During the Second World War, the Nazi concentration camp of Terezin became the site of an improbably rich cultural life, fueled by leading Czech-Jewish creative figures who were interned there for months, sometimes years, before being transported to death camps in the East. There were plays, concerts, operas, even academic lectures. “By no means did we sit weeping on the banks of the waters of Babylon,” wrote the composer Viktor Ullmann of his time at Terezin. “Our endeavor with respect to art was commensurate with our will to live.”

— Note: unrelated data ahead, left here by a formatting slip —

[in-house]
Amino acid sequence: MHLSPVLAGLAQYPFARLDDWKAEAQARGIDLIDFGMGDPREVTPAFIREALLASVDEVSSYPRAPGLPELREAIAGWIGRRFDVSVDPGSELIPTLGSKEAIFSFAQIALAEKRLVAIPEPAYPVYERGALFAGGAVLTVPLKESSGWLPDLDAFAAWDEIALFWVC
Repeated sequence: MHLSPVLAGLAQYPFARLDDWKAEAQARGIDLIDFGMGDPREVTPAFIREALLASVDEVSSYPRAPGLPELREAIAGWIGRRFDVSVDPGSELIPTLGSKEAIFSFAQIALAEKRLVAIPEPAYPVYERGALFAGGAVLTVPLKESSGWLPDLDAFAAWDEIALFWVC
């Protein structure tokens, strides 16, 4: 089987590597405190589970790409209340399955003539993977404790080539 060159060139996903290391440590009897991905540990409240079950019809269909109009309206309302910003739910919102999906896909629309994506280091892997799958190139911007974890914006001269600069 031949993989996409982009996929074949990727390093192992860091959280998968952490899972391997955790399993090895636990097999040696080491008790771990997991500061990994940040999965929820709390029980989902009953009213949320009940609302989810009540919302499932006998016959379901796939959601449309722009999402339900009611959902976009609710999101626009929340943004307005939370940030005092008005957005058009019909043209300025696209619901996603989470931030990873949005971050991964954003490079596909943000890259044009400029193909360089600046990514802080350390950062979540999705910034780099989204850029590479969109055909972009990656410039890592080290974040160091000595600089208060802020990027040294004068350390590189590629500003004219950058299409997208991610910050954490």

One of the most active figures in the camp’s fabled musical life was the conductor and pianist Rafael Schaechter, who persuaded his beleaguered fellow inmates, their minds dulled by hunger and forced labor, to gather at night in a dank barracks cellar to rehearse, of all scores, Verdi’s monumental Requiem. Beginning in 1943, Schaechter led over a dozen performances of this epic work, the ranks of his choir often depleted by transports to Auschwitz. Schaechter himself was placed on one of the trains in October of 1944, and he perished on a death march the following year.